All about that butt

This past week I found myself on a flight bound for New York City. Here is what I’ve come to learn about international flights: no matter how prepared you are, or how early you arrive at the airport, you will always feel rushed. That slightly panicked, and almost manic, feeling only goes away once you are seated. Last week’s flight was no exception; from last-minute packing, to arranging plans for my daughter while I was away, to making sure all was well at Baby2Body HQ before I left, I was definitely feeling… rushed. It wasn’t until I settled into my aisle seat when I finally allowed myself to get excited for my trip to the Big Apple – where I had back-to-back meetings lined up with several potential American partners and our new PR company.

However, my mind was quickly pulled away from this budding excitement as I noticed a nagging pain in my butt muscle that was making it very difficult to get comfortable. I realised that it had been unusually sore all morning, but due to the unavoidable pre-flight rush, I had largely ignored it. Now, with a 7.5-hour transatlantic flight stretching ahead of me, it was all I could think about. I continued to twist and turn as the plane began to taxi, and just before takeoff I suddenly remembered… that new butt exercise regime I tried out the previous day was letting me know it had done it’s job – and boy was I feeling that butt pain now. Although I wasn’t able to get much relief for the duration of the flight, at least I knew my workout had done the trick; it was definitely a tush toning exercise.

I’ve always written about how important it is to keep butt muscles toned in order to look good and feel amazing. But, your butt muscles have a far more important job than helping you to look your best in your favourite pair of skinny jeans. When it comes to providing support for your back, abdominals, and of course your growing pregnancy belly – a strong butt is so critical. Trust me, I speak from experience. I had injured my back as a young athlete during high school, and I only felt free of pain and truly strong again when I started to include butt exercises into my training schedule. Having a strong butt has been important to me ever since, however I believe it is even more important during pregnancy (again, I speak from experience).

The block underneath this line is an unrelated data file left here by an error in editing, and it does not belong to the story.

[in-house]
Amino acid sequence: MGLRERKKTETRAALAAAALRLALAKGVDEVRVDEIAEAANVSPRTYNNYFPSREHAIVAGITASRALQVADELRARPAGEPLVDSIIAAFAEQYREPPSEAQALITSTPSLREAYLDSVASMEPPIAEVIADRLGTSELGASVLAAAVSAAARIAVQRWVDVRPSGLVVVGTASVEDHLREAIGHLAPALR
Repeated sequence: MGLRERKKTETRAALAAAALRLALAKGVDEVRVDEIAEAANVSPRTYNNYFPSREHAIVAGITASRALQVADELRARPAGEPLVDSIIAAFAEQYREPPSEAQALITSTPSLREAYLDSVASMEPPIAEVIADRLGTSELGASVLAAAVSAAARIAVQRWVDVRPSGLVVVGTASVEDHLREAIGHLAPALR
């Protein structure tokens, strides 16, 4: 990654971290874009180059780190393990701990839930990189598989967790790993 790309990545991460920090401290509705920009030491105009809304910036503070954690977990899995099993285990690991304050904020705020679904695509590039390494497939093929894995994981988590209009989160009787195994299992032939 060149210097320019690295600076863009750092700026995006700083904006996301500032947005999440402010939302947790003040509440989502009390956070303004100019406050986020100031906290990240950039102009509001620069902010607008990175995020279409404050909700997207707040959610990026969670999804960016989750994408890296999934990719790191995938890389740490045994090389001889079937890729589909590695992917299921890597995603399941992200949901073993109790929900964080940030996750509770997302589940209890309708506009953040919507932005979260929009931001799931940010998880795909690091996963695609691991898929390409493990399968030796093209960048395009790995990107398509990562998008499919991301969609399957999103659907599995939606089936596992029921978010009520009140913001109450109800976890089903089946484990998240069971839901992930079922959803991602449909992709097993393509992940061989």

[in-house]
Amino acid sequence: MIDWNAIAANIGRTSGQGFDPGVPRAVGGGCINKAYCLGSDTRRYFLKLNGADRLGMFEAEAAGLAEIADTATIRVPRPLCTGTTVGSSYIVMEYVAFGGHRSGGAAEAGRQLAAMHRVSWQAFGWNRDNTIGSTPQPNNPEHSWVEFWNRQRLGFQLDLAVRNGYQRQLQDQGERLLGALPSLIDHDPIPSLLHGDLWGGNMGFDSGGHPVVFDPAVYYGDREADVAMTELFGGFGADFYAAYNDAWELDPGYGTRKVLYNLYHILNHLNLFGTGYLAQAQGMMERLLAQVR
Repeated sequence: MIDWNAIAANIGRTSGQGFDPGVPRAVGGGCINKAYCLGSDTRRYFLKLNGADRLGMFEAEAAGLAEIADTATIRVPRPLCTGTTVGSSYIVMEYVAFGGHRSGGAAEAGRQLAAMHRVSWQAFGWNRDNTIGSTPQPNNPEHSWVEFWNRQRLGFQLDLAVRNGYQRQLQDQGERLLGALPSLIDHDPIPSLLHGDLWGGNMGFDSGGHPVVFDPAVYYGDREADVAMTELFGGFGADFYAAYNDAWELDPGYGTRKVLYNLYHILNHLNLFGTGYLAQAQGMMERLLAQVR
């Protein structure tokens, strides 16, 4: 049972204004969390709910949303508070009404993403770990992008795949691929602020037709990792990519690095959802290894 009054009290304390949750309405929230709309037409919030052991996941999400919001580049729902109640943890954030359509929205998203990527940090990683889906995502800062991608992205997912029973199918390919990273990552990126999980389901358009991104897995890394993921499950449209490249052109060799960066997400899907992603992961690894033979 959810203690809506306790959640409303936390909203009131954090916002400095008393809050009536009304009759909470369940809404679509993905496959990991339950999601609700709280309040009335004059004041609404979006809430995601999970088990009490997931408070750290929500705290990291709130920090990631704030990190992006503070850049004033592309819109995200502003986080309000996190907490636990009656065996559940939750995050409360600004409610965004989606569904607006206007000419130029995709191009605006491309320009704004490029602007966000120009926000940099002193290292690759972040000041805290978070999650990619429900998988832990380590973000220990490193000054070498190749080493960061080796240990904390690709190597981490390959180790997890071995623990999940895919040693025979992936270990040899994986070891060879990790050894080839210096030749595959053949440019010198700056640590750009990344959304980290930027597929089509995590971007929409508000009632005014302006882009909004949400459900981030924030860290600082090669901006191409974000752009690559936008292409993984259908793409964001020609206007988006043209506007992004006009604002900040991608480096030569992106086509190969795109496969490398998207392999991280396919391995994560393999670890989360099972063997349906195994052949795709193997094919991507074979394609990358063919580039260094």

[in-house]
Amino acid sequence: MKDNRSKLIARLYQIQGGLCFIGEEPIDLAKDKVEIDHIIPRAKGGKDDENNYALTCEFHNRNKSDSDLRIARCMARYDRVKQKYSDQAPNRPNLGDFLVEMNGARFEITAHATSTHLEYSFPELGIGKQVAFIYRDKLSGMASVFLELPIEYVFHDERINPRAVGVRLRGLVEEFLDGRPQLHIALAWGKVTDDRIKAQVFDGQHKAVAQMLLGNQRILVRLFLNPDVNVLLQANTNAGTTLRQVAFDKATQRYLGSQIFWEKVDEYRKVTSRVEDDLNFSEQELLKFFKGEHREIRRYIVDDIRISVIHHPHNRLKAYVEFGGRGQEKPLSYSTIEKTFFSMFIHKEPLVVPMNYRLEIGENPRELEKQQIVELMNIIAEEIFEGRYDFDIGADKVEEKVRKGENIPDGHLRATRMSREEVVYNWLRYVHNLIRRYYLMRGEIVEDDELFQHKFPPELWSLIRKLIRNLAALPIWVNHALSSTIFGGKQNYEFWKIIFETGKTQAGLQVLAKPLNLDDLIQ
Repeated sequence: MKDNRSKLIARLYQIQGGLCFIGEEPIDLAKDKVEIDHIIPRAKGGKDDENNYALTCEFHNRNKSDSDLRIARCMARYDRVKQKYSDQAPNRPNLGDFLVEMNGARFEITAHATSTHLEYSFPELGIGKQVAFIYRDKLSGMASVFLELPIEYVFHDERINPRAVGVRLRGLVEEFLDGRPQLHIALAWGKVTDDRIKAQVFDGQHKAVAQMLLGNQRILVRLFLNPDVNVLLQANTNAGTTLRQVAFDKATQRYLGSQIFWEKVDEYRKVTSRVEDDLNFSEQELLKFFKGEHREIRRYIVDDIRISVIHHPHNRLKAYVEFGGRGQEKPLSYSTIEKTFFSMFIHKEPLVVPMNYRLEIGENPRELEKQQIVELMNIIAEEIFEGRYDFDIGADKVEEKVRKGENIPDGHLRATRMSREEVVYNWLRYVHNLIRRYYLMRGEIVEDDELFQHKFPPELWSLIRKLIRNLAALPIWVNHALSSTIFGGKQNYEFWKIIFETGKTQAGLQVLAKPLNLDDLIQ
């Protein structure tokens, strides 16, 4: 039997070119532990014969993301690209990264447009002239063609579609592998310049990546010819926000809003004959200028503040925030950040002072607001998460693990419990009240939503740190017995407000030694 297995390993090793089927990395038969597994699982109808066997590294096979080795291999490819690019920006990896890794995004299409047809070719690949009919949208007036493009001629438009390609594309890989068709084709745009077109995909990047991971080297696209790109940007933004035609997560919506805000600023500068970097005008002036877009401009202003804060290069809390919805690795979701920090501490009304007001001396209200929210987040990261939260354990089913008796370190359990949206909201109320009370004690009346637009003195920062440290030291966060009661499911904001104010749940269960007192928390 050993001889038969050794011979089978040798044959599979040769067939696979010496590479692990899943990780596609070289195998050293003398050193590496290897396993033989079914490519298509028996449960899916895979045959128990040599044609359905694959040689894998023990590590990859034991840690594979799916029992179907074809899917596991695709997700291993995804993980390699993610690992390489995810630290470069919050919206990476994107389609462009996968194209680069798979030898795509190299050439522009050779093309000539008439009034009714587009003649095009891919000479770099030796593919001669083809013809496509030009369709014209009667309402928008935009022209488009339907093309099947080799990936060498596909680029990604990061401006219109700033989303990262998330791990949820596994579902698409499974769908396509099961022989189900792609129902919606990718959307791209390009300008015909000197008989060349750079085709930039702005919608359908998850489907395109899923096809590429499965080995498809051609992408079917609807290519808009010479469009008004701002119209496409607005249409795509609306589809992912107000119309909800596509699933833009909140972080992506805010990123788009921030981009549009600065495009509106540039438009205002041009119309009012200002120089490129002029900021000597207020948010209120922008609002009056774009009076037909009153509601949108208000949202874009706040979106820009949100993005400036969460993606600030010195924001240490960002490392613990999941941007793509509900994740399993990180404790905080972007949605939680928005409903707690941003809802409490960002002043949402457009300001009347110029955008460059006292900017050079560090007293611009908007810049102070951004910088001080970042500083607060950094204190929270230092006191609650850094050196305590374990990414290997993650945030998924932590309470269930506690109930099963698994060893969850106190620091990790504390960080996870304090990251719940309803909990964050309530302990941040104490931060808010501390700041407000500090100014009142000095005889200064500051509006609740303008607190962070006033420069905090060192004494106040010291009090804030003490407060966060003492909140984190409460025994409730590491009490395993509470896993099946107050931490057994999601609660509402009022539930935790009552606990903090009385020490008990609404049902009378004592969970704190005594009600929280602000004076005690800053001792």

Strong butt muscles directly support your back, and as your baby grows, any help you can give your back will be much appreciated. Not only will it reduce pain, it will leave you feeling more comfortable throughout those 9 months. Your pelvis will also be better supported, which will help with overall stability. If your butt is strong enough, it can do most of the stabilsing work for your body; this means that your knees don’t have to do as much, thereby preventing unnecessary knee pain. What’s more, cardio workouts will become easier and more effective when you have a strong butt to help you through it, which will be a huge help if you are planning on using a running programme to get your pre-baby body back.

By now, I hope I’ve convinced you of the importance of having a strong backside. Below are my top butt exercises for you to try yourself. I recommend doing this sequence at least twice a week – but a word of advice: you may want to avoid doing them the day before a lengthy flight.

Bridge hip lifts

  1. Lie on your back and place your hands on the floor next to your hips for stability. Bend your knees so that your feet lay flat on the floor.
  2. Keeping both feet flat on the floor, lift your pelvis up, so that your body is in a bridge position.
  3. Prevent your back from arching by engaging your core muscles and squeezing your glutes together.
  4. Slowly lower your body to the floor- now that’s one rep. Repeat 15 times for one set. Do 3 sets if possible.

Scissor side knee lifts

  1. Lie on your left side, bring your knees and hips up to 45 degree angle in front of you, with your knees bent – similar to the foetal position. Place your hand in front of you for support if needed.
  2. Now lift your top leg about 45 degrees, and be sure to maintain a neutral position by keeping your back straight and core engaged.
  3. Lower your leg back to the starting position – this is one rep. Do 15 reps on each leg, which is one set. Do 3 sets if possible.

Leg lift and cross

  1. Begin on all fours – knees directly below hips and hands directly below your shoulders – so that you feel completely balanced.
  2. Raise your right leg behind you so that it forms a straight line with your back, neck and head.
  3. Next, make a cross in the air: raise 6 inches from the starting point, lower 6 inches from the starting point, move out to the right 6 inches from the starting point, move in to the left 6 inches from the starting point, and then lower back down.
  4. Do this 10 times on your right leg and then switch and do the same with your left leg. Aim to do 2-3 sets.


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